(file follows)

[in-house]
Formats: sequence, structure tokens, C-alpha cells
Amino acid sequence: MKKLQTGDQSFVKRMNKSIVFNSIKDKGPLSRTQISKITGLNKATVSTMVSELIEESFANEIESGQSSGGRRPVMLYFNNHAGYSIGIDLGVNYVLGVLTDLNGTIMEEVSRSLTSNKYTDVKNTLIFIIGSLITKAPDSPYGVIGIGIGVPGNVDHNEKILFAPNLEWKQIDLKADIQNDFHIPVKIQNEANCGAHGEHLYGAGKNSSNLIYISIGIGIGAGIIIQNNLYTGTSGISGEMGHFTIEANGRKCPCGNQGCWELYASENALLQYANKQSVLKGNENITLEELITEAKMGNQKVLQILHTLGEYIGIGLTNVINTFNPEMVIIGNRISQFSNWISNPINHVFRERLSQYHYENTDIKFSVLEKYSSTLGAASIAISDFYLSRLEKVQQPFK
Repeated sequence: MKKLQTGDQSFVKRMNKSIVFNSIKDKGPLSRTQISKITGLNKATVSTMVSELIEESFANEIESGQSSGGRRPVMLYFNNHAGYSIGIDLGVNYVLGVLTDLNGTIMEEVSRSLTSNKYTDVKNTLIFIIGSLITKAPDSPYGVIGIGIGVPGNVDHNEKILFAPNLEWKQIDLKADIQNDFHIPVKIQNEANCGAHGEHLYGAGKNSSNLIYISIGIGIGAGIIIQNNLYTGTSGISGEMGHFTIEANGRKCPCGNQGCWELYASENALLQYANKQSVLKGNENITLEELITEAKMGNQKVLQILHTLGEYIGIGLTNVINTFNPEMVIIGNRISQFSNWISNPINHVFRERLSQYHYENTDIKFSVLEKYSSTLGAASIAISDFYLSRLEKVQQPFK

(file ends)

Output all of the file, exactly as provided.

[in-house]
Formats: sequence, structure tokens, C-alpha cells
Amino acid sequence: MKKLQTGDQSFVKRMNKSIVFNSIKDKGPLSRTQISKITGLNKATVSTMVSELIEESFANEIESGQSSGGRRPVMLYFNNHAGYSIGIDLGVNYVLGVLTDLNGTIMEEVSRSLTSNKYTDVKNTLIFIIGSLITKAPDSPYGVIGIGIGVPGNVDHNEKILFAPNLEWKQIDLKADIQNDFHIPVKIQNEANCGAHGEHLYGAGKNSSNLIYISIGIGIGAGIIIQNNLYTGTSGISGEMGHFTIEANGRKCPCGNQGCWELYASENALLQYANKQSVLKGNENITLEELITEAKMGNQKVLQILHTLGEYIGIGLTNVINTFNPEMVIIGNRISQFSNWISNPINHVFRERLSQYHYENTDIKFSVLEKYSSTLGAASIAISDFYLSRLEKVQQPFK
Repeated sequence: MKKLQTGDQSFVKRMNKSIVFNSIKDKGPLSRTQISKITGLNKATVSTMVSELIEESFANEIESGQSSGGRRPVMLYFNNHAGYSIGIDLGVNYVLGVLTDLNGTIMEEVSRSLTSNKYTDVKNTLIFIIGSLITKAPDSPYGVIGIGIGVPGNVDHNEKILFAPNLEWKQIDLKADIQNDFHIPVKIQNEANCGAHGEHLYGAGKNSSNLIYISIGIGIGAGIIIQNNLYTGTSGISGEMGHFTIEANGRKCPCGNQGCWELYASENALLQYANKQSVLKGNENITLEELITEAKMGNQKVLQILHTLGEYIGIGLTNVINTFNPEMVIIGNRISQFSNWISNPINHVFRERLSQYHYENTDIKFSVLEKYSSTLGAASIAISDFYLSRLEKVQQPFK